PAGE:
A federal judge is hearing a request from the Puerto Rican government to stop the U.S. Navy from resuming bombing exercises this weekend on the territory's Vieques Island.
The lawsuit, filed in U.S. District Court by Puerto Rican governor Sila Calderson, seeks a temporary injunction against artillery that has been fired for more than half a century on the Navy training grounds there. After a temporary halt in exercises, the Navy plans to resume the artillery shelling on Friday.
Gov. Sila Calderson, said the suite was prompted by concern for "the health and security of all Puerto Ricans."
U.S. District Judge Gladys Kessler is conducting the hearing.
Plaintiffs named in the lawsuit are the Navy, Defense Secretary Donald H. Rumsfeld, acting Navy Secretary Robert Pirie and Chief of Naval Operations, Adm. Vern Clark.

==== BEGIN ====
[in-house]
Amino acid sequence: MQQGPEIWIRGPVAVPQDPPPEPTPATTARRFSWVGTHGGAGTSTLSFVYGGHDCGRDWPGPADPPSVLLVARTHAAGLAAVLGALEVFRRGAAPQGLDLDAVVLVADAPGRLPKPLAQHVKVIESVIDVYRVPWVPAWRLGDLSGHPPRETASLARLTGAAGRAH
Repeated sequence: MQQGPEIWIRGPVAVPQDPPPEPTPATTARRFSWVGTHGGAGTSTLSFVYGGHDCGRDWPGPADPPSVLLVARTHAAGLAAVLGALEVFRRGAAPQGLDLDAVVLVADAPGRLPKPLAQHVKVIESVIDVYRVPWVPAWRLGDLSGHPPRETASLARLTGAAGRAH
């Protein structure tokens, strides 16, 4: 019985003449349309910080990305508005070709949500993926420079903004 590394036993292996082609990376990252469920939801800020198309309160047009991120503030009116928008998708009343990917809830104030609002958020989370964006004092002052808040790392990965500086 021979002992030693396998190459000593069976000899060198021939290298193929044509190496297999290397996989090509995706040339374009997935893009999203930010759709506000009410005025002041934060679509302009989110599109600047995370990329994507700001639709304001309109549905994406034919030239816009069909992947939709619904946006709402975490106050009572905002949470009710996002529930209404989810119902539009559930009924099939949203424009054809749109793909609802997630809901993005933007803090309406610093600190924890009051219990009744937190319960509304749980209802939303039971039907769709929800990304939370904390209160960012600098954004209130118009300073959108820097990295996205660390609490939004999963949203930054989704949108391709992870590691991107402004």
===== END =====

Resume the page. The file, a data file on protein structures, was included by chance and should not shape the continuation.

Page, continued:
The lawsuit charges that the U.S. government broke a promise to stop the bombing drill until the Department of Health and Human Services could study medical reports compiled by Puerto Rican researchers.
On Tuesday, Navy spokesman Jeff Gordon called the motion "a grave development in the relationship between the U.S. Navy and the commonwealth government."
Pentagon spokesman Rear Adm. Craig Quigley said he did not know what the Defense Department would do if an injunction was issued.
"We'll have to see what the final language of the legislation says and have our lawyers take a loot at it and see what their advice is," he said at briefing on Tuesday.
The U.S. has used Vieques, a 33,000-acre island off eastern Puerto Rico, for bomb practice for over 50 years. Protests rang out after the death of civilian David Sanes Rodriguez during a bombing run two years ago.
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